USB isn't  - and doesn't pretend to be - a network file system. USB mass storage actually exposes raw blocks on the device in SCSI command blocks (yes, really - and for an extra laugh, some versions of USB MSTO even exposed floppy drives as SCSI devices).

So software liie AFT acts like a tiny little TFTP server that reads and writes files (not blocks, though it may allow partial writes within files, such as for appending) where everyone talks to it and it alone is responsible for actually managing the storage device. (Well, it probably delegates that to lower levels of the OS, such as the kernel's own filesystem and journaling and below that, block level management) Unlike that "DADT" model where everything talks to a server (like AFT) though, in the era of removable media, we often want to be able to take the memory card to something ELSE and read and write it there, like mounting that memory card of pictures in your TV to share with others in the room. For THAT, we can't pretend that the code below AFT has just handled everything for us and we still need everything to be able to read and write the block level jibberish that the appliacations write to the filesystem. While we've created scores of successful filesystems, none are as ubiquitous as DOS's own FAT12, FAT16, and FAT32.  The relevant patents (complete with Ballmer-era shakedowns and litigations) have only very recently expired on those. So the filesystem bits (the etchings on those clay tablets) are useful to be able to read and write across devices. That's why we haven't all moved our external disks and our TiVos and whatever to EXT4, ZFS, and other, better designs.

So really, Garmin's engineers have two possible stances while building a device - they either detect the edge of an insertion/removal and USB attachment/detachment and they put the host device into a catatonic state where it can no longer access the card data (else things like the map it was displaying might be removed in the middle of a frame draw) or they add something like AFT to negotiate the access of BOTH the internal and external (host computer) access to the common media.

Software like GSAK has seen this train coming for years. So far, on dozens of models they've been able to turn off MTP mode and choose the "catatonic" model I've described. GSAK users have been doing this for a very long time.

Again, it's a lot of words, but hopefully this explains why these things are this way. (And, yes, I did formerly engineer this sort of stuff for a living..)

Edited by robertlipe
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I guess I don't quite see the problem since Garmin devices don't allow you to do anything while they are in mass storage mode, unlike other devices that still let you use them while you are tethered to a computer.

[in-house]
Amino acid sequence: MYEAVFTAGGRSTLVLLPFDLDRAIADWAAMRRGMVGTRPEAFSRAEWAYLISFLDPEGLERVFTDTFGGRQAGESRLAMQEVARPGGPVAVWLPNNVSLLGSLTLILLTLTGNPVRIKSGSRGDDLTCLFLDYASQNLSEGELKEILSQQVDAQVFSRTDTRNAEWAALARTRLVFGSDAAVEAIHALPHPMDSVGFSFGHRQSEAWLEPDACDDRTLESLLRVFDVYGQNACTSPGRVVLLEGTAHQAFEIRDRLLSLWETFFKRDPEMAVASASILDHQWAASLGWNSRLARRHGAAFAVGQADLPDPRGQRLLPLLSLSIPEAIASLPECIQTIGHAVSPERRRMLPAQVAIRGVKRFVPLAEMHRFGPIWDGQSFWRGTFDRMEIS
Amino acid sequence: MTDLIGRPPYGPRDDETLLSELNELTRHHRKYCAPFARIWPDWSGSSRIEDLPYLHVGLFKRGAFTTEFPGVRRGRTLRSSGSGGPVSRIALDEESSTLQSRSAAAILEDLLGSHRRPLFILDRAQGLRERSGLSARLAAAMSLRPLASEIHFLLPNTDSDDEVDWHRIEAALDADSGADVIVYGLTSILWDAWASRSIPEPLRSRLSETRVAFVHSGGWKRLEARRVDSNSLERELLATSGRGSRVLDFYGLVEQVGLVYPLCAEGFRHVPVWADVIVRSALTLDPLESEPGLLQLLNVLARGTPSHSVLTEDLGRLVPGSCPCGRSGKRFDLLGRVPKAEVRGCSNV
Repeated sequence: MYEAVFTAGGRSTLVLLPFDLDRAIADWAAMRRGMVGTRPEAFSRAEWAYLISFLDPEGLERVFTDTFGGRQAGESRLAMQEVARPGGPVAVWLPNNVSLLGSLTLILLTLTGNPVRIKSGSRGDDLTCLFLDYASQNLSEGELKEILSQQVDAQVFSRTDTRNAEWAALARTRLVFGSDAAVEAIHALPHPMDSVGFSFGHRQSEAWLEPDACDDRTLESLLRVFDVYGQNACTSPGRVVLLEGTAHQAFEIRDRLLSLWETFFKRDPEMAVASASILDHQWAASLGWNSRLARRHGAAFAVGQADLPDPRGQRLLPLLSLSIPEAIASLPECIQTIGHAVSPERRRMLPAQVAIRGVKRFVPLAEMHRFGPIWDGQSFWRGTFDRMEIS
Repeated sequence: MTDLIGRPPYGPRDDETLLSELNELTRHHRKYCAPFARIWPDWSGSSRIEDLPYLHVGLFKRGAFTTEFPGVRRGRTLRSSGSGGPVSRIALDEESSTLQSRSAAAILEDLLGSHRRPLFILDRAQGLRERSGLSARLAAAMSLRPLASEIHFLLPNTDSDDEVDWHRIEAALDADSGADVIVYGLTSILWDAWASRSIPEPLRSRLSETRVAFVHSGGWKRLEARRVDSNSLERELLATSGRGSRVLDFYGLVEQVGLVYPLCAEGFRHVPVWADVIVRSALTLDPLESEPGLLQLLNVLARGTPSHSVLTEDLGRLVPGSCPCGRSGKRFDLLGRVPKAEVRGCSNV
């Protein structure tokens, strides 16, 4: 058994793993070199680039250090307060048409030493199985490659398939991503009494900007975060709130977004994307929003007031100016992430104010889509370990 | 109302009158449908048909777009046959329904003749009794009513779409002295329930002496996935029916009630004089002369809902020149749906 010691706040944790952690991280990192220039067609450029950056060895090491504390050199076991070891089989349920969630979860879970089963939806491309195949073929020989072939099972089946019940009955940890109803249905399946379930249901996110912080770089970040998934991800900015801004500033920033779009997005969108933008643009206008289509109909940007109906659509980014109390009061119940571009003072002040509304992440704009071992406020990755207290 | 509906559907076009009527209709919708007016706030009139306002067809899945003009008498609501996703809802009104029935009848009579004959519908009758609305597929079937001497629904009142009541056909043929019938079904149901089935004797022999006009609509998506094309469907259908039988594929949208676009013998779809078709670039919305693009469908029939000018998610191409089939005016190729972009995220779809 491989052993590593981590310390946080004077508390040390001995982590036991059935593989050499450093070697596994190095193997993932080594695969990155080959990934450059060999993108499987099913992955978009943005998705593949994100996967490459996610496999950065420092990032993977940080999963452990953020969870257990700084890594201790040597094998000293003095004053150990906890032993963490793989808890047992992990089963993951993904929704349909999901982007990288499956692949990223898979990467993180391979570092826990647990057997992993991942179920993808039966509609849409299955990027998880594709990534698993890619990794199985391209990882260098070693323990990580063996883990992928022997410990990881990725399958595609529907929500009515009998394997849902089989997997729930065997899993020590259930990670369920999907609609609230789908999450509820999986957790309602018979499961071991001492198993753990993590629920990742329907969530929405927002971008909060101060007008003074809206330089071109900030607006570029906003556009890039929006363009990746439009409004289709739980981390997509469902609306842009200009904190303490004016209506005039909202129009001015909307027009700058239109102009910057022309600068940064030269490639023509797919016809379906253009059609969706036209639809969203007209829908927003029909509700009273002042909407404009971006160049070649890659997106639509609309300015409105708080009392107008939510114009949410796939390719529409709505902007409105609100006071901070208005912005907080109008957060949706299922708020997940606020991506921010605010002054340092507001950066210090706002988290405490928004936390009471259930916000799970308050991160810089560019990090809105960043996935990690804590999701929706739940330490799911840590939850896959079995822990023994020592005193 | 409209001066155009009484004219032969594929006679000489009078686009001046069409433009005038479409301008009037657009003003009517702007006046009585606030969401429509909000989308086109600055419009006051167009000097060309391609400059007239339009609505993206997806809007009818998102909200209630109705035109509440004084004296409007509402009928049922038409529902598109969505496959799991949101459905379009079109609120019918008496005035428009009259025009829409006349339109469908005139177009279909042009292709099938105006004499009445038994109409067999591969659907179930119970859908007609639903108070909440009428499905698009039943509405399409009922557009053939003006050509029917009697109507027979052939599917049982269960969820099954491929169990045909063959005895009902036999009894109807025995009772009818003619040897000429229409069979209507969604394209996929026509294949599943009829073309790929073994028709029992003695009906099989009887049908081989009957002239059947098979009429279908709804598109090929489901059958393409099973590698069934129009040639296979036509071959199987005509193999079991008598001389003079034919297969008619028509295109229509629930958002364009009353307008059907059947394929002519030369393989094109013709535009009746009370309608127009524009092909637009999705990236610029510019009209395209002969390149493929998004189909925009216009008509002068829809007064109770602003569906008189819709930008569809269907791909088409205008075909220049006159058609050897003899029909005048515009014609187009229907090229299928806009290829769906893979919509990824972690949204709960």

Well, here's hoping that iCaching builds in a MTP protocol to allow it to directly communicate and write data to the device/SD card.

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Skimming topics, i decided to dip into the other remaining source of GPS expertise, the GSAK forum. (Duly noting that OP is on a Mac and this does them no/little good.)


concludes that there is MTP voodoo within GSAK (!?!?)  Perhaps, this being a Microsoft creation as part of Windows Media, plinking around media files is easier there and GSAK somehow hooks to some kind of OS interface to do this.  (We've also had people declare the end of Garmin MTP about every six months since the original Nuvi 350, so I don't know if the 67 is really really the end or not...)

Still, when I see authoritative-sounding MTP Library things on the web saying things like:


"The official 1.0 specification for MTP was released by the USB Implementers Forum in may, 2008. Prior to this, only a proprietary Microsoft version was available, and quite a few devices out there still use some aspects of the Microsoft version, which deviates from the specified standard."

It seems quite likely that if Clyde came to me before May, 2008, I'd have told him to take off as it's MS-only and after May, 2008, I'd have told him to take off as sounds like the standard compliance is poor and reading things like https://github.com/libmtp/libmtp (search for 'kext') encouraging people to disable their USB mass storage devices, which requires unlocking several security checks, it just sounds like a bad idea even on MacOS.  (I can be a jerk like that...)

In that same doc, we have both:

"Windows Media Player apparently never close the session to an MTP device." ...

"The "Unix way" of running small programs that open the device, do something, then close the device, isn't really working with such devices and you cannot expect to have command line tools like the mtp examples work with them." 

You may be able to think of a program that very much embraces The Unix Way. It seems likely that you'd be deeply annoyed at GPSBabel running forever or requiring you to reboot between times of talking to your GPS. That's just incredibly dumb, but that's 2000's era Microsoft for you.

So even now, if they were to ask, the words "take off" may not appear literally in my response, but without someone else paying for the engineering to bring a quality MTP implementation into GPSBabel along with a device testing budget, I don't see it happening. Heck, Maybe Garmin had to develop one for Basecamp that's usable open source (hahahahaha).

Maybe iCaching is interested in developing some kind of code to talk to these things, but I don't particularly see this landing on my desk as an accepted action item without some divine intervention. (That happened on the 60 Cx...)

Since I hadn't finished reading the entire internet before posting that (workin' on it!) it possible that https://openmtp.ganeshrvel.com/ may be better, worse, or at least broken in a _different_ way.

It doesn't look particularly Mac-like for a Mac app,  but I have no vote.
Working + Homely > Attractive + Dysfunctional (This is also solid dating advice...)

Edited by robertlipe
Add OpenMTP